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    tm, Jun 17th, 2008 @ 9:20am

    'the only difference'

    Okay, I know you write about this stuff a ton. You should know better than to say 'the only difference' is that it was before the release date. Dude, come on, it's in a completely different country with different laws all together. Yeah, some may be similar, but the legal system and laws are not the US. The case you sight, while interesting in timing, has no bearing whatsoever in the UK.

     

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      Nasch, Jun 18th, 2008 @ 4:58am

      Re: 'the only difference'

      Perhaps what that means was "the only difference in what the DJ did was..." He goes on to mention quite clearly that this was in the UK, and I'm sure you can credit Mike with knowing US and UK laws are different, and US case law has no bearing in the UK. Or if you think he is that dumb or uninformed, you should probably skip his blog.

       

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    Keybored, Jun 17th, 2008 @ 9:30am

    As a DJ/reviewer we are given CDs to promote by giving them airplay during our gigs. Happy party-goers will hopefully like the new music and go out and purchase it.

    It also helps us look good since have pre-released music in our catalog. We are not supposed to turn around and sell these promotional products. That DJ is most likely an Asshat (still my new favorite word).

     

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      PaulT (profile), Jun 18th, 2008 @ 3:55am

      Re:

      So, what do you normally do with the records you get that you don't like, will never play out, or get bad crowd reactions at gigs? Make a fort?

       

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      Nasch, Jun 18th, 2008 @ 5:01am

      Re:

      We are not supposed to turn around and sell these promotional products.

      What do you mean by "not supposed to"? Do the labels require you to sign an agreement to that effect? If not, they should not have any expectation about what happens to a gift after it is given. Note "should". Clearly they do have such expectations, and unfortunately UK law enforcement seems to agree.

       

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    sisterofDot, Jun 17th, 2008 @ 9:31am

    DJ

    Uh... Where's the rest of the story? Uh, well we have part of the story... but we don't know the rest so - EVERYBODY GUESS!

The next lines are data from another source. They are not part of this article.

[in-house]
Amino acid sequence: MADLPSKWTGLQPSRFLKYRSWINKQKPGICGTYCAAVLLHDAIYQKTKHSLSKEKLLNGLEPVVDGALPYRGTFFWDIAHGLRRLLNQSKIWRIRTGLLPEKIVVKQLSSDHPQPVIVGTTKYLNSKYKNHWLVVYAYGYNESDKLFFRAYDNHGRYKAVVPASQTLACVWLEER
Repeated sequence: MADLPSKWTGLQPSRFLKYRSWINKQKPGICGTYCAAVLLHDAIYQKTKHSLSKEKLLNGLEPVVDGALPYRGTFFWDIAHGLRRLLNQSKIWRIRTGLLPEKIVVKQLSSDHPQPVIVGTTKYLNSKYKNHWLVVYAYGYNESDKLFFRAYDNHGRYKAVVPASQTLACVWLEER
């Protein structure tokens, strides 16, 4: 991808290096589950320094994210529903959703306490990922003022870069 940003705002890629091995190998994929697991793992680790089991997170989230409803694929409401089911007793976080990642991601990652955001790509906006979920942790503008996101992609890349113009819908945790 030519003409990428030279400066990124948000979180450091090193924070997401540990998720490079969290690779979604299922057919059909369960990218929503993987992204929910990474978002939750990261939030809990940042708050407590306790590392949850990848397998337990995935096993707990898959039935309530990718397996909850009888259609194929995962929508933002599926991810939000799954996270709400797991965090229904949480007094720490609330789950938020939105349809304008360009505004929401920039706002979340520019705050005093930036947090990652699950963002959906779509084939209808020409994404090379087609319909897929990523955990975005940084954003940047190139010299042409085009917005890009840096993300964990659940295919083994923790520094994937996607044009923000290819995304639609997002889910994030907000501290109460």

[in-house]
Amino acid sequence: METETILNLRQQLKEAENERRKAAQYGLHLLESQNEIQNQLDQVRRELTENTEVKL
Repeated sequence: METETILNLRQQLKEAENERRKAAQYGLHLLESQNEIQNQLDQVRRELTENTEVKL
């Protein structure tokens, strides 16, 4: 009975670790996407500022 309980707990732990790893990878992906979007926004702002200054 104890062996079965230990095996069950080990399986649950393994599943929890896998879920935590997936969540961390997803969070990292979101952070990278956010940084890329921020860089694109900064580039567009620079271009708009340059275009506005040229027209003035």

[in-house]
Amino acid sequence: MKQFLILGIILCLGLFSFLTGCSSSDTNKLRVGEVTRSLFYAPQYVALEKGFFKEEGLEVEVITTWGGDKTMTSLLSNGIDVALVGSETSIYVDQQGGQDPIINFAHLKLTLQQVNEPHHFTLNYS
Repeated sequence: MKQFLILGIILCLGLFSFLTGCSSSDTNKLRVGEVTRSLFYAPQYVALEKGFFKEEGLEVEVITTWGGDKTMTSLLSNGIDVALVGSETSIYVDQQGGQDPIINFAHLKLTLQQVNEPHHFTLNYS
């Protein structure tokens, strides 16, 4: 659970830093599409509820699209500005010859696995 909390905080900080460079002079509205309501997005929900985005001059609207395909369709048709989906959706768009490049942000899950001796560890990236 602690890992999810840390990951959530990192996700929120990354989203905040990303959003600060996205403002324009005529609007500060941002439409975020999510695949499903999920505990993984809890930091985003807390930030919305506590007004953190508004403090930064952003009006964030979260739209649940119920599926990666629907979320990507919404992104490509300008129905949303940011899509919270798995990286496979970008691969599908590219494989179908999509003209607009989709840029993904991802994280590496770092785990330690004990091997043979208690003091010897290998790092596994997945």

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    Corey, Jun 17th, 2008 @ 9:58am

    Research your story

    I don't know if this applies in this case, but in 1992-93 I worked at a radio station. When radio stations received records and CDs, they were technically "on loan" from the record company, and the company could ask for them back. They never did of course, but if this was the deal in his case, it does raise the question of who owns that particular CD.

     

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      J'smoove, Jun 17th, 2008 @ 11:16am

      Re: Research your story

      I'd have to agree with Corey. I received promos all the time direct from the labels. Most of them have print saying they have the right to take the music back on demand (Or be prosecuted). Of coarse, they never ask for it back. But I do believe this was a part of the agreement I made with the label upon receiving it.

      Here's an exact quote:

      "Lent for promotional use only. Any sale or unauthorized transfer is prohibited and void. Subject to return upon demand by owner. Acceptance of this record constitutes agreement to the above"

       

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        Mike (profile), Jun 17th, 2008 @ 11:58am

        Re: Re: Research your story

        I'd have to agree with Corey. I received promos all the time direct from the labels. Most of them have print saying they have the right to take the music back on demand (Or be prosecuted). Of coarse, they never ask for it back. But I do believe this was a part of the agreement I made with the label upon receiving it.

        As was pointed out in the US decision, since this "agreement" is never stated -- the label just sends CDs to you, you never "agreed" to anything -- then it is fair to assume that ownership of the disc has been transferred to you.

         

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        Rose M. Welch, Jun 17th, 2008 @ 12:51pm

        Re: Re: Research your story

        Yes, it probably did say that and it's great for your relationship that you agreed to do that... But American courts say that text on a disc isn't binding.